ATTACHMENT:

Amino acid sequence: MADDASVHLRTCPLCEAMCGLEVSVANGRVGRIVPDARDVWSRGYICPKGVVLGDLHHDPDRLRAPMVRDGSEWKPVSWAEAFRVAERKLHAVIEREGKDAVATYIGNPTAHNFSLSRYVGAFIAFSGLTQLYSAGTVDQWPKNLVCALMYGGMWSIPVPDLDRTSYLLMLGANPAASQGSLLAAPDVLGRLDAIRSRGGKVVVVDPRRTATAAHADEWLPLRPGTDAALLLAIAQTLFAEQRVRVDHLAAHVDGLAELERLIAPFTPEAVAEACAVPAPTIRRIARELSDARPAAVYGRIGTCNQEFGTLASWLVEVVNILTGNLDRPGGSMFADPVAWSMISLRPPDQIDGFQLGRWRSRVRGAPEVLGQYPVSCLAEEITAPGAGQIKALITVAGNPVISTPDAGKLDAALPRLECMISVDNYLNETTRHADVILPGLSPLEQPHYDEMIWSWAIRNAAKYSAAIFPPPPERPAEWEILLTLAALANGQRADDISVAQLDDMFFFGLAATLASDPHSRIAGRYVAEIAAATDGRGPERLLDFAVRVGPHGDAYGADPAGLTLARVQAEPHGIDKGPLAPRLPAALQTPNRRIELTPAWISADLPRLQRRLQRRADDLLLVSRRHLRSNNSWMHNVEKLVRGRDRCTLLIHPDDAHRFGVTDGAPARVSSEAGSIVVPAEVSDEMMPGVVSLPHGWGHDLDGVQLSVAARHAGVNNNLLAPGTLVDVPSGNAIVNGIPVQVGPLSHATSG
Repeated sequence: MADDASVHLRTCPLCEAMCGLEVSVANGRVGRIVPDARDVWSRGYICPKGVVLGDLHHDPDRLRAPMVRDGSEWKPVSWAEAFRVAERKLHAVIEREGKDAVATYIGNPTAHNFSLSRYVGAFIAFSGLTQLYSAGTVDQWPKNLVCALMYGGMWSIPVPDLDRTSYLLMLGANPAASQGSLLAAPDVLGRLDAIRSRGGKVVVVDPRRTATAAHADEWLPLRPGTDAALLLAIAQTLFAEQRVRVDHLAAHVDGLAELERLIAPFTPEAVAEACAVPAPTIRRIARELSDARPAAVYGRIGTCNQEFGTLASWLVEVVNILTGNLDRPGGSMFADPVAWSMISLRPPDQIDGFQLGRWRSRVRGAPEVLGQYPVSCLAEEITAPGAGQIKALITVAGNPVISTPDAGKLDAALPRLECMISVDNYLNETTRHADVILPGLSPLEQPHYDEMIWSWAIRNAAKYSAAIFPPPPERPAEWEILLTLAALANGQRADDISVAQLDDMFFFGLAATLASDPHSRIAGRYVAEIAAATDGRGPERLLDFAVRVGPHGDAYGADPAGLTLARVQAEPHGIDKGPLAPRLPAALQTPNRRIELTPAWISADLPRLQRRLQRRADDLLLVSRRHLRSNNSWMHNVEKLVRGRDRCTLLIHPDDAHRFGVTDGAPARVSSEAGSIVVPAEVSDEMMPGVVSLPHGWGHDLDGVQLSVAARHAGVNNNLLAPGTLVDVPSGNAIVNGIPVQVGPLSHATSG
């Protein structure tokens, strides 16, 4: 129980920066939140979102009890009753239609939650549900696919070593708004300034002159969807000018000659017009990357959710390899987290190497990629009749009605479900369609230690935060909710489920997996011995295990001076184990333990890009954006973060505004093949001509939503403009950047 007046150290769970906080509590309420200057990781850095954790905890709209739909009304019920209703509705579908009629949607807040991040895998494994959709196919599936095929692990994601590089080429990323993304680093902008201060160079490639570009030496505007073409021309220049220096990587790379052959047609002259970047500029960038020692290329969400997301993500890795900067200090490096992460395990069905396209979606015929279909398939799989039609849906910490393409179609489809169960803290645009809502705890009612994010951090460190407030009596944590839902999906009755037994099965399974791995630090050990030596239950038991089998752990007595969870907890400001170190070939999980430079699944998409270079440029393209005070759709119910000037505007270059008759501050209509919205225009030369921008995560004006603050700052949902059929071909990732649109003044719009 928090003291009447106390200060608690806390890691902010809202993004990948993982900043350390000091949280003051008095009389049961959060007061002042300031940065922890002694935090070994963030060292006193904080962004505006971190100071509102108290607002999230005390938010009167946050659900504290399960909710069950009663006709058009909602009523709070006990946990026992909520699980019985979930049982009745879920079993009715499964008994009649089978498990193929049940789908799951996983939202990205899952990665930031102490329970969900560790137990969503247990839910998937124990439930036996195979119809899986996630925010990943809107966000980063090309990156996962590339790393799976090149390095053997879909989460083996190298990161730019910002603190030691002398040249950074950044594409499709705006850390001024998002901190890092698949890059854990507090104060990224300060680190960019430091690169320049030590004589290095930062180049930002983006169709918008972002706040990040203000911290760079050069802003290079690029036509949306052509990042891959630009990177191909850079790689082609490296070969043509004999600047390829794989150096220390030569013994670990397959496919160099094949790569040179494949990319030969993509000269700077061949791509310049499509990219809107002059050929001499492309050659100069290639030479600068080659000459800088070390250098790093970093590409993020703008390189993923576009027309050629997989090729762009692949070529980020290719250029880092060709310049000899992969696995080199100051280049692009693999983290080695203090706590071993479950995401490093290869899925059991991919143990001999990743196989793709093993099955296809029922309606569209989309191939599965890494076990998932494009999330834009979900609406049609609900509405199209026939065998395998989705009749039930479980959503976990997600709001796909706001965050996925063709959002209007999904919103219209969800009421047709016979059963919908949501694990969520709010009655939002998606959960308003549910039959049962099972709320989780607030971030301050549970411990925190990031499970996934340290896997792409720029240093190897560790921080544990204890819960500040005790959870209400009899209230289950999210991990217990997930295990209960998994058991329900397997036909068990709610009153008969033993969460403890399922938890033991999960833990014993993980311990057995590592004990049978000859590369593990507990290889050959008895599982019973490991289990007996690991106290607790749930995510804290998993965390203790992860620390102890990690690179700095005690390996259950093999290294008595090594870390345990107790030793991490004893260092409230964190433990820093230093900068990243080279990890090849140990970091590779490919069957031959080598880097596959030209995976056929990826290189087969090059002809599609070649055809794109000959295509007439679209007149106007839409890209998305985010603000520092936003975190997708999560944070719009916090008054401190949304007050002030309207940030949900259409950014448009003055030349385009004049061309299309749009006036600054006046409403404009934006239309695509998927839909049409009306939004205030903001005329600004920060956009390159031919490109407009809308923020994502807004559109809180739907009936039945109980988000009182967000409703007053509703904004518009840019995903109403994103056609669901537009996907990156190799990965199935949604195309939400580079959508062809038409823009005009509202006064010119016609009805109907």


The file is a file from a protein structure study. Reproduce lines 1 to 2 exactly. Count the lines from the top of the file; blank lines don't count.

Amino acid sequence: MADDASVHLRTCPLCEAMCGLEVSVANGRVGRIVPDARDVWSRGYICPKGVVLGDLHHDPDRLRAPMVRDGSEWKPVSWAEAFRVAERKLHAVIEREGKDAVATYIGNPTAHNFSLSRYVGAFIAFSGLTQLYSAGTVDQWPKNLVCALMYGGMWSIPVPDLDRTSYLLMLGANPAASQGSLLAAPDVLGRLDAIRSRGGKVVVVDPRRTATAAHADEWLPLRPGTDAALLLAIAQTLFAEQRVRVDHLAAHVDGLAELERLIAPFTPEAVAEACAVPAPTIRRIARELSDARPAAVYGRIGTCNQEFGTLASWLVEVVNILTGNLDRPGGSMFADPVAWSMISLRPPDQIDGFQLGRWRSRVRGAPEVLGQYPVSCLAEEITAPGAGQIKALITVAGNPVISTPDAGKLDAALPRLECMISVDNYLNETTRHADVILPGLSPLEQPHYDEMIWSWAIRNAAKYSAAIFPPPPERPAEWEILLTLAALANGQRADDISVAQLDDMFFFGLAATLASDPHSRIAGRYVAEIAAATDGRGPERLLDFAVRVGPHGDAYGADPAGLTLARVQAEPHGIDKGPLAPRLPAALQTPNRRIELTPAWISADLPRLQRRLQRRADDLLLVSRRHLRSNNSWMHNVEKLVRGRDRCTLLIHPDDAHRFGVTDGAPARVSSEAGSIVVPAEVSDEMMPGVVSLPHGWGHDLDGVQLSVAARHAGVNNNLLAPGTLVDVPSGNAIVNGIPVQVGPLSHATSG
Repeated sequence: MADDASVHLRTCPLCEAMCGLEVSVANGRVGRIVPDARDVWSRGYICPKGVVLGDLHHDPDRLRAPMVRDGSEWKPVSWAEAFRVAERKLHAVIEREGKDAVATYIGNPTAHNFSLSRYVGAFIAFSGLTQLYSAGTVDQWPKNLVCALMYGGMWSIPVPDLDRTSYLLMLGANPAASQGSLLAAPDVLGRLDAIRSRGGKVVVVDPRRTATAAHADEWLPLRPGTDAALLLAIAQTLFAEQRVRVDHLAAHVDGLAELERLIAPFTPEAVAEACAVPAPTIRRIARELSDARPAAVYGRIGTCNQEFGTLASWLVEVVNILTGNLDRPGGSMFADPVAWSMISLRPPDQIDGFQLGRWRSRVRGAPEVLGQYPVSCLAEEITAPGAGQIKALITVAGNPVISTPDAGKLDAALPRLECMISVDNYLNETTRHADVILPGLSPLEQPHYDEMIWSWAIRNAAKYSAAIFPPPPERPAEWEILLTLAALANGQRADDISVAQLDDMFFFGLAATLASDPHSRIAGRYVAEIAAATDGRGPERLLDFAVRVGPHGDAYGADPAGLTLARVQAEPHGIDKGPLAPRLPAALQTPNRRIELTPAWISADLPRLQRRLQRRADDLLLVSRRHLRSNNSWMHNVEKLVRGRDRCTLLIHPDDAHRFGVTDGAPARVSSEAGSIVVPAEVSDEMMPGVVSLPHGWGHDLDGVQLSVAARHAGVNNNLLAPGTLVDVPSGNAIVNGIPVQVGPLSHATSG